My working model in my head consists of folks who could be the subject of Norman Rockwell Saturday Evening Post covers, but that model is really subject to serious revision.) If my impression is correct, appellate courts just don’t much like premarital agreements. Legislatures have responded by passing the Uniform Premarital Agreement Act, which in California is at Family Code Sections 1600-1617, or other acts dealing with the content and enforceability of premarital agreements, and by doing so tells courts that such agreements are permissible. The result has been more enforcement by courts of prenuptial agreements, but still courts are quick to find reasons not to enforce them.

    This might be understood as holding that such agreements will not be enforced if they appear to be either promotive of divorce or otherwise offensive to some public policy, and cultural differences simply don’t explain all the cases in which prenuptial agreements are held not enforceable. (Again, treat all this as hypothetical, a thesis to be examined and either affirmed, rejected or modified, depending on what the research reveals.)

    Heck, even the California Legislature is wary of such agreements. See FC 1612(c), which contains the very strange and problematic provision that a waiver of spousals support is not enforceable if that provision is unconscionable at the time of enforcement. So far as I know, except for this provision, hundreds of years of contract law hold that unconscionability of a contract is determined at the time of creation of the contract, not at the later time–and sometimes much later time–when a party seeks to enforce the contract. It’s not really the 9/19/2010 Untitled Document 1/2 subject of this email, but this provision makes it impossible to assure a client that he or she has effectively obtained a waiver of the right of the spouse-to-be to seek spousal support from the client in the event that the marriage ends in a dissolution rather than through the death of a spouse.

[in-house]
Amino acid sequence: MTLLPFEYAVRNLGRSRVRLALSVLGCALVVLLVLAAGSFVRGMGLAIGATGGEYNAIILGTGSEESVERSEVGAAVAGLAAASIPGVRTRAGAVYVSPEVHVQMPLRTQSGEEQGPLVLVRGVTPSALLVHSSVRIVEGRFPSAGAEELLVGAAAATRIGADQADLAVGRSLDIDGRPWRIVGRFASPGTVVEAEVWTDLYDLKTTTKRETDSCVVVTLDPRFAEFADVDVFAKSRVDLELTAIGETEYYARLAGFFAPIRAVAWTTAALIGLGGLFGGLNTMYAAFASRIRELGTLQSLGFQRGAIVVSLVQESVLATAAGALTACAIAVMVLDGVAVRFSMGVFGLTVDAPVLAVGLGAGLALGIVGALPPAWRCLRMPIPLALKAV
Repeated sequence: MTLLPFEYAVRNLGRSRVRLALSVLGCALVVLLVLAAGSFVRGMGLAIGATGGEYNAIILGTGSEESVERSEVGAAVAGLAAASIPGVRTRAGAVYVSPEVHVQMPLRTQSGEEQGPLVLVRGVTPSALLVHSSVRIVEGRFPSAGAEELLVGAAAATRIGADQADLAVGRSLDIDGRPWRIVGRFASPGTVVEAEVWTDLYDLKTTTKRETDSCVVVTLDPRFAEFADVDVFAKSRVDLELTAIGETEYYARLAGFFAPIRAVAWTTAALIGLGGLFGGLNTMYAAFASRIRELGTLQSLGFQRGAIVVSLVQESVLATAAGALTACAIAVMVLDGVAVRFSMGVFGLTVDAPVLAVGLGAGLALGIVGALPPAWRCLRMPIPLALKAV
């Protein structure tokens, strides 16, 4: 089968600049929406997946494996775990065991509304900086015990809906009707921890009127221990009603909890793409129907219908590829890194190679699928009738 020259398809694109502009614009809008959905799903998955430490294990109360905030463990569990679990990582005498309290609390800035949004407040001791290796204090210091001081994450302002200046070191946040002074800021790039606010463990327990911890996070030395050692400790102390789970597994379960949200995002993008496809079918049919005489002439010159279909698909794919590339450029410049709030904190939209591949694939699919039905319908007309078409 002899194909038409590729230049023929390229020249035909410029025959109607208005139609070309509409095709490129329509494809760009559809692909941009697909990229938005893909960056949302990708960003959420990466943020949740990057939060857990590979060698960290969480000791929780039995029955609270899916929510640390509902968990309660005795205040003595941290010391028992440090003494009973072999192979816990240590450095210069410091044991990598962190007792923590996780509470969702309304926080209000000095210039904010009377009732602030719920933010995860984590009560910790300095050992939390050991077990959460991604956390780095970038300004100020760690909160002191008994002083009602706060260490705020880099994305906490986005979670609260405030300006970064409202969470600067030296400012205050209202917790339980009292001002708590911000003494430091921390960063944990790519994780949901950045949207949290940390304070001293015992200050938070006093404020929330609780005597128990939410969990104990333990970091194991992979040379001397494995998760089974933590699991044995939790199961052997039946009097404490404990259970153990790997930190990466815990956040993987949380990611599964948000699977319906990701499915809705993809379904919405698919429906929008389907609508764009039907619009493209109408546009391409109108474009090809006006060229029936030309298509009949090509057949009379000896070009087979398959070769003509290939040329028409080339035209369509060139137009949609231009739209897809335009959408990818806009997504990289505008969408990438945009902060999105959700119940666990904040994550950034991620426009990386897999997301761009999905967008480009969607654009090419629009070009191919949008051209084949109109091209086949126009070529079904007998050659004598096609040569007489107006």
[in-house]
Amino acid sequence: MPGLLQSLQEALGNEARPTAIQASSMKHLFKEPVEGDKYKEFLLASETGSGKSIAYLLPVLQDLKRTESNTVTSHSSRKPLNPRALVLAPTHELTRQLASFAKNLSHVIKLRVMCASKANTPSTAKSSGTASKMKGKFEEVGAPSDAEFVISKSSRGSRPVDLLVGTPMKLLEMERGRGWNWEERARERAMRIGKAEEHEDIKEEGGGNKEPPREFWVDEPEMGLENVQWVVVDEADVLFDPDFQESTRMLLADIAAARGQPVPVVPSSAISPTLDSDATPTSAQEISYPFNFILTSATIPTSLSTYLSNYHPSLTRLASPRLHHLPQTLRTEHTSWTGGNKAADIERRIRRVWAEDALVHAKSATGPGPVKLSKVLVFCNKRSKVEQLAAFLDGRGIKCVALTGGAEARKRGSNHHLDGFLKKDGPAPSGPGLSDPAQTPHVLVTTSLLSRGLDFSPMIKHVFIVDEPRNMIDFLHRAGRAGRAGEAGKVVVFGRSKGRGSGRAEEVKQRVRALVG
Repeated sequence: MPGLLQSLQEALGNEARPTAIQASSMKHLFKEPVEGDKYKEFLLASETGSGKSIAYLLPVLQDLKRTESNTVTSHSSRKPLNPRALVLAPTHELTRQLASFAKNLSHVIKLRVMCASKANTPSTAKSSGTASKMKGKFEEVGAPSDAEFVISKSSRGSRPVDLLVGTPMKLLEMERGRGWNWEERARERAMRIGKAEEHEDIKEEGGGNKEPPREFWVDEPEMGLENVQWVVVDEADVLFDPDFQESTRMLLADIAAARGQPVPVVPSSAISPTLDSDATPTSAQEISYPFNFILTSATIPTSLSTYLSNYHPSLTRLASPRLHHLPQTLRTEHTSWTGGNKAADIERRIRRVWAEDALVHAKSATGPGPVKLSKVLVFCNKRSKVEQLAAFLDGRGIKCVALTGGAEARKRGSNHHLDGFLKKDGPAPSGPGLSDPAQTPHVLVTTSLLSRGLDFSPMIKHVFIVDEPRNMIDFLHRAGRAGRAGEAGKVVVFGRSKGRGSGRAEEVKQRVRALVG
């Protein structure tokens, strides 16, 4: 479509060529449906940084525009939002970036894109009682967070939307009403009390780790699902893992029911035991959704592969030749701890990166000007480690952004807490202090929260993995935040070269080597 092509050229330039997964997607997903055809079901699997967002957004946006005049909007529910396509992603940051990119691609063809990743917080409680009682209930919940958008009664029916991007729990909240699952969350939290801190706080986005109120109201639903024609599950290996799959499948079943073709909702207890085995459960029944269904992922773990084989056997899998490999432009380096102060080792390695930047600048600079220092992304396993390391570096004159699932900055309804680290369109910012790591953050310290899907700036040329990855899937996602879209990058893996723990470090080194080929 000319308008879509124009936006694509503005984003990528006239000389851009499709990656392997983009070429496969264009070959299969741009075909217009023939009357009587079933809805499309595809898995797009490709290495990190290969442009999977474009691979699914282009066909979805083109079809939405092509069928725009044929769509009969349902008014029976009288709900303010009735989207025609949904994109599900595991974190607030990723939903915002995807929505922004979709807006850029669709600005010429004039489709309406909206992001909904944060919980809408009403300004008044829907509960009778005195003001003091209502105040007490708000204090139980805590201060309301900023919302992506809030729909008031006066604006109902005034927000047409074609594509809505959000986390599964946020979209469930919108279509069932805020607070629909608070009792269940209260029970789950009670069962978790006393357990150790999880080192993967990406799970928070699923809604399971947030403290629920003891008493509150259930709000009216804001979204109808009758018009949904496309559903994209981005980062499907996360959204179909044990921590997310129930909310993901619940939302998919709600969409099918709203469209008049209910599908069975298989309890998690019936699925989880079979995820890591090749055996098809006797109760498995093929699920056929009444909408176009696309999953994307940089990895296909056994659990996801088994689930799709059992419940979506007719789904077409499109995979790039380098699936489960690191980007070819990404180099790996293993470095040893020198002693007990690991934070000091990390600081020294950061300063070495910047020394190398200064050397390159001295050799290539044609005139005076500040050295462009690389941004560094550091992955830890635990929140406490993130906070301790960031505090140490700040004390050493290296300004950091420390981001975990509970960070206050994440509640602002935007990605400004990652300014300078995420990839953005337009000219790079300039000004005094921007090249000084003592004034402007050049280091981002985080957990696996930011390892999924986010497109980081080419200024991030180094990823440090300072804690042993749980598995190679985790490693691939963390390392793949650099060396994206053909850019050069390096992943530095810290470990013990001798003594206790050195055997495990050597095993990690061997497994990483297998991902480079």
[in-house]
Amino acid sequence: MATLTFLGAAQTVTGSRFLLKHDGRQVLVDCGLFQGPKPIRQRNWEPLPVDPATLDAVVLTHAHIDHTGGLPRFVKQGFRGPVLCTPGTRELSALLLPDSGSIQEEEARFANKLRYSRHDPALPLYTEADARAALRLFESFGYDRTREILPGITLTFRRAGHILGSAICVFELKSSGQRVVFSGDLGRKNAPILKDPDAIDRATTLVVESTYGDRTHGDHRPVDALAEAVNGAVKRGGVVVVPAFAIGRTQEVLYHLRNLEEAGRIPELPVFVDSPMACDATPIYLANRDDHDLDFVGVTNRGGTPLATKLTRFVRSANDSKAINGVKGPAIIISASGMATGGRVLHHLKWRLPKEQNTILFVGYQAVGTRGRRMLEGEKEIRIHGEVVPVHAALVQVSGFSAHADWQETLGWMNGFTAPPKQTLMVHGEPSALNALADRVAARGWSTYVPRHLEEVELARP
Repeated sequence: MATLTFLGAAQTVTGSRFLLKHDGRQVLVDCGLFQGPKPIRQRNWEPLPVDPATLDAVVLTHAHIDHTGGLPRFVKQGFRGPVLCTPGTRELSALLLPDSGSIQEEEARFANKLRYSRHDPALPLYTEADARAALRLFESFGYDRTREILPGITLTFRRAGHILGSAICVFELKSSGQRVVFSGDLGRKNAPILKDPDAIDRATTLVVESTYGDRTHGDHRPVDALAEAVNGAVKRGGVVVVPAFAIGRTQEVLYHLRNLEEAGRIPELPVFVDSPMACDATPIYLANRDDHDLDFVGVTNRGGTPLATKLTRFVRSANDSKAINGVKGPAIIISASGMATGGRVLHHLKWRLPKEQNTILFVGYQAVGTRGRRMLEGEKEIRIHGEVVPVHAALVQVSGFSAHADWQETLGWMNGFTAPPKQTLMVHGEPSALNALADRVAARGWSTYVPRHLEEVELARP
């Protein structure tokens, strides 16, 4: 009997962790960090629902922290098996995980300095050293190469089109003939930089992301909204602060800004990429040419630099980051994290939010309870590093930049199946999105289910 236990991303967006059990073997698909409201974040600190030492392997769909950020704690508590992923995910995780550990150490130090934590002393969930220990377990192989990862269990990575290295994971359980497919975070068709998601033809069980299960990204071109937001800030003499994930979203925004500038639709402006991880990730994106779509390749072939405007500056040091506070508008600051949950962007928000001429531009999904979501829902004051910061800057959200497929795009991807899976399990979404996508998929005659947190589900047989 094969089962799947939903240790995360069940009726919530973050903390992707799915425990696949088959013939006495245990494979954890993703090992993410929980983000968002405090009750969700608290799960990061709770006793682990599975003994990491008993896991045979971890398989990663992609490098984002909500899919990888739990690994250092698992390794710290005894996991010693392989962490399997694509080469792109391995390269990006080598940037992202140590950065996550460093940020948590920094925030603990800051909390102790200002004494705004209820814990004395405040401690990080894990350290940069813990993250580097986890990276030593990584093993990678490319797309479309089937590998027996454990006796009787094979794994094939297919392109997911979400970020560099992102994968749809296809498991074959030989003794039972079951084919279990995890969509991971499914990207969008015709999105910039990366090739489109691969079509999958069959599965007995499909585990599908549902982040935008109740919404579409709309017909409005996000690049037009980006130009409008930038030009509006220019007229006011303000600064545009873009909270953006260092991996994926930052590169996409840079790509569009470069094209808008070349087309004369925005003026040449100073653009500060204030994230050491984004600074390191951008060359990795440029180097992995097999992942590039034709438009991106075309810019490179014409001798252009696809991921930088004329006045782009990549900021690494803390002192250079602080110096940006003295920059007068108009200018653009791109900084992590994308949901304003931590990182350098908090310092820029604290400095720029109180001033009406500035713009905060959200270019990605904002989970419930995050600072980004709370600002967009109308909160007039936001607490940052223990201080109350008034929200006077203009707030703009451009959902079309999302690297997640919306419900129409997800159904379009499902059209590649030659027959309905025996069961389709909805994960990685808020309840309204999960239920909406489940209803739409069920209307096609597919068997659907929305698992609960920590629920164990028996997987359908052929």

I suspect that the biggest problem with what you call executory cultural gifts is that they may very well be perceived as promotive of divorce. Noghrey is exactly that. That’s the problem with any agreement that conditions payment on divorce. Indeed, that might be a problem with provisions that make spousal support
    begin only upon divorce, as contrasted, say, with an agreement that one spouse will pay $X a year to the other spouse whether they remain married or not (and I suppose you could successfully provide that expenditures during the marriage on the other spouse of at least $X will satisfy this obligation). And indeed any cliff vesting provisions might be promotive of divorce. I seem to recall Donald Trump’s premarital agreement with Marla Trump gave her a big chunk of change if the marriage lasted at least three years. Guess who dumped Marla in less than three years.
    On the other hand, provisions for transfers of property at the time of the wedding are not in conflict with any public policy that I know of. (Stupidity is not against public policy.) I recall supervising the videotaped signing of a prenuptial agreement in which the husband gave the wife $10 million as soon as she married him,
    unconditionally. She could divorce him the next day and the $10 million was hers. I think that provision would survive any attack.
    I suspect I agree that an agreement that called for a nominal payment at the time of dissolution of marriage ought not to be found unenforceable. $1,700 is probably a nominal amount. But query when the amount is no longer nominal. What makes an extra dollar a tipping point between nominal and enough to be deemed promotive of divorce. $1,701? $5,000? $10,000? $50,000? $100,000? I can understand why an appellate court didn’t want to get into that can of worms.
    Phantom Retired Judicial Officer